Anita de la Torre never questioned her freedom living in the Dominican Republic. But by her 12th birthday in 1960, most of her relatives have emigrated to the United States, her T�o Toni has disappeared without a trace, and the government's secret police terrorize her remaining family because of their suspected opposition of el Trujillo's dictatorship.
Using the strength and courage of her family, Anita must overcome her fears and fly to freedom, leaving all that she once knew behind.
From renowned author Julia Alvarez comes an unforgettable story about adolescence, perseverance, and one girl's struggle to be free.
In her first YA novel, Alvarez (How the Garc?a Girls Lost Their Accents) proves as gifted at writing for adolescents as she is for adults. Here she brings her warmth, sensitivity and eye for detail to a volatile setting the Dominican Republic of her childhood, during the 1960-1961 attempt to overthrow Trujillo's dictatorship. The story opens as 12-year-old narrator Anita watches her cousins, the Garc?a girls, abruptly leave for the U.S. with their parents; Anita's own immediate family are now the only ones occupying the extended family's compound. Alvarez relays the terrors of the Trujillo regime in a muted but unmistakable tone; for a while, Anita's parents protect her (and, by extension, readers), both from the ruler's criminal and even murderous ways and also from knowledge of their involvement in the planned coup d'?tat. The perspective remains securely Anita's, and Alvarez's pitch-perfect narration will immerse readers in Anita's world. Her crush on the American boy next door is at first as important as knowing that the maid is almost certainly working for the secret police and spying on them; later, as Anita understands the implications of the adult remarks she overhears, her voice becomes anxious and the tension mounts. When the revolution fails, Anita's father and uncle are immediately arrested, and she and her mother go underground, living in secret in their friends' bedroom closet a sequence the author renders with palpable suspense. Alvarez conveys the hopeful ending with as much passion as suffuses the tragedies that precede it. A stirring work of art. Ages 12-up.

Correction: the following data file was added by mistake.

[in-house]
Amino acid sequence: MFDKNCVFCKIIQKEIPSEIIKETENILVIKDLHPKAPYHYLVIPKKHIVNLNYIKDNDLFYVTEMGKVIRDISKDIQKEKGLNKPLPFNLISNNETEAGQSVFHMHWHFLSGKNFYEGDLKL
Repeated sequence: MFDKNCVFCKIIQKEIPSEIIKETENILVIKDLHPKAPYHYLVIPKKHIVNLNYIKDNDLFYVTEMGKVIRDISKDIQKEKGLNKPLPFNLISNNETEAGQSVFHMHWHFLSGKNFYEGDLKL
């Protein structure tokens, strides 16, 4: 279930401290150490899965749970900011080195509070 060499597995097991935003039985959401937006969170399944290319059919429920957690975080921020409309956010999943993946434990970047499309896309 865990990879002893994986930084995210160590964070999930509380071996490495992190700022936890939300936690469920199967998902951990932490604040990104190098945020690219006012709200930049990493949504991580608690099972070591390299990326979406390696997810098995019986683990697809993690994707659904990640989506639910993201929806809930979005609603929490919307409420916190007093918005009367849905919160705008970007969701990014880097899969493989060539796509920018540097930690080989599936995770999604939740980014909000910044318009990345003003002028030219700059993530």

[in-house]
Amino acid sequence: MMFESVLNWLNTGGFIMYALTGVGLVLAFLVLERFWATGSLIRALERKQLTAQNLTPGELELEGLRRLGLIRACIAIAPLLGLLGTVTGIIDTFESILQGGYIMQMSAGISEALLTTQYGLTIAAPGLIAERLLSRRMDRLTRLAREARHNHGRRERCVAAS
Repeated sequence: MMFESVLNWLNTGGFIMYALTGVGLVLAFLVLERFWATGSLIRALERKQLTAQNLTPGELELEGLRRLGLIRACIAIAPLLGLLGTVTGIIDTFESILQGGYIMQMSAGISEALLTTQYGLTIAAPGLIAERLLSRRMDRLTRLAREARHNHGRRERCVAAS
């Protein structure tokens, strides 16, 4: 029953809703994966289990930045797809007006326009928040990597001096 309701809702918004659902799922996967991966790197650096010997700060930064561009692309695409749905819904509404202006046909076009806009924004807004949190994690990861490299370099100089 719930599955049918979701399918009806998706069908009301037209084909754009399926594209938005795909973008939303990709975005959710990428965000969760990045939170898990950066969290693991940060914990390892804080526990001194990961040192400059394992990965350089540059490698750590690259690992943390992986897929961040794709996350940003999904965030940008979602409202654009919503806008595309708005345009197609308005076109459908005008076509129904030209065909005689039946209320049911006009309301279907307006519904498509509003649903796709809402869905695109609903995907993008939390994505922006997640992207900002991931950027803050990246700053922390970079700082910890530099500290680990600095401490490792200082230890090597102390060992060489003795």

-- PUBLISHERS WEEKLY.
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April 12, 2004
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Excerpt from Before We Were Free by Julia Alvarez
Now that the SIM are gone and the Washburns are living next door, Mami and Papi decide we can go back to school.
But first, Mami sits us down. "I don't want you talking about what happened with your friends, she warns.
"Why not?" I want to know.
Mami quotes one of Chucha's sayings, "'No flies fly into a closed mouth.'" The less said, the better. "And that includes talking to Susie and Sammy," Mami adds, eyeing Lucinda and me.
Lucinda has become friends with Sammy's older sister, just as I have with Sammy. Poor Mund�n is stuck without a new friend. But he says he doesn't care. Papi is giving him extra responsibility, taking him to work the days we aren't in school. Some nights after supper, Mund�n gets to drive the car up and down all the driveways that connect the houses in the compound.
"If anything happens to me," Papi says from time to time, ((you're the man of the house."
"If he wants to be the man of the house, he's going to have to stop biting his nails," Mami says, breaking the tense silence that follows such remarks.
The night before going back to school, I spend a long time picking out my outfit, as if I'm getting ready for the first day of classes. Finally, I settle on the parrot skirt Mami made me in imitation of the poodle skirt all the American girls are wearing. But even after everything is laid out, I feel apprehensive about going back. Everyone will be asking me why I've been absent for over two weeks. I myself don't understand why we weren't able to go to school just because the SIM were on our doorstep. After all, Papi still went to work every day. But Mami has refused to even discuss it.
I go next door to Lucinda's room. My sister is setting her hair in rollers. Talk about torture! How can she sleep with those rods in her hair? For her outfit, she also picked out her skirt just like my parrot skirt, but she insisted on a poodle when Mami made hers.
"Linda Lucinda," I butter her up. "What are we going to tell everyone at school? You know they're going to be asking us where we were."
Lucinda sighs and rolls her eyes at herself in the mirror. She motions for me to come closer. "Don't talk in here," she whispers.
"Why?" I say out loud.
She gives me a disgusted look.
"VAy?" I whisper in her ear.
"Very funny," she says.
I sit around until she's done with her rollers. Then she jerks her head for me to go out on the patio, where we can talk.
"If people ask, just tell them we had the chicken pox, Lucinda says.
"But we didn't."
Lucinda closes her eyes until she regains her patience with me. "I know we didn't have the chicken pox, Anita. It's just a story, okayr,
I nod. "But why didn't we really go to school?"
Lucinda explains that after our cousins' departure, too many upsetting things have been happening and that's why Mami hasn't
wanted us out of her sight. Raids by the SIM, like the one we had; arrests; accidents.
"I heard Papi talking about some accident with butterflies or something, I tell her.
"The Butterflies," Lucinda corrects me, nodding. "They were friends of Papi. He's really upset. Everyone is. Even the Americans are protesting."
"Protesting what? Wasn't it a car accident?"
Lucinda's rolls her eyes again at how little I know. "'Car accident" " she says, making quote marks in the air with her fingers, as if she doesn't really mean what she's saying.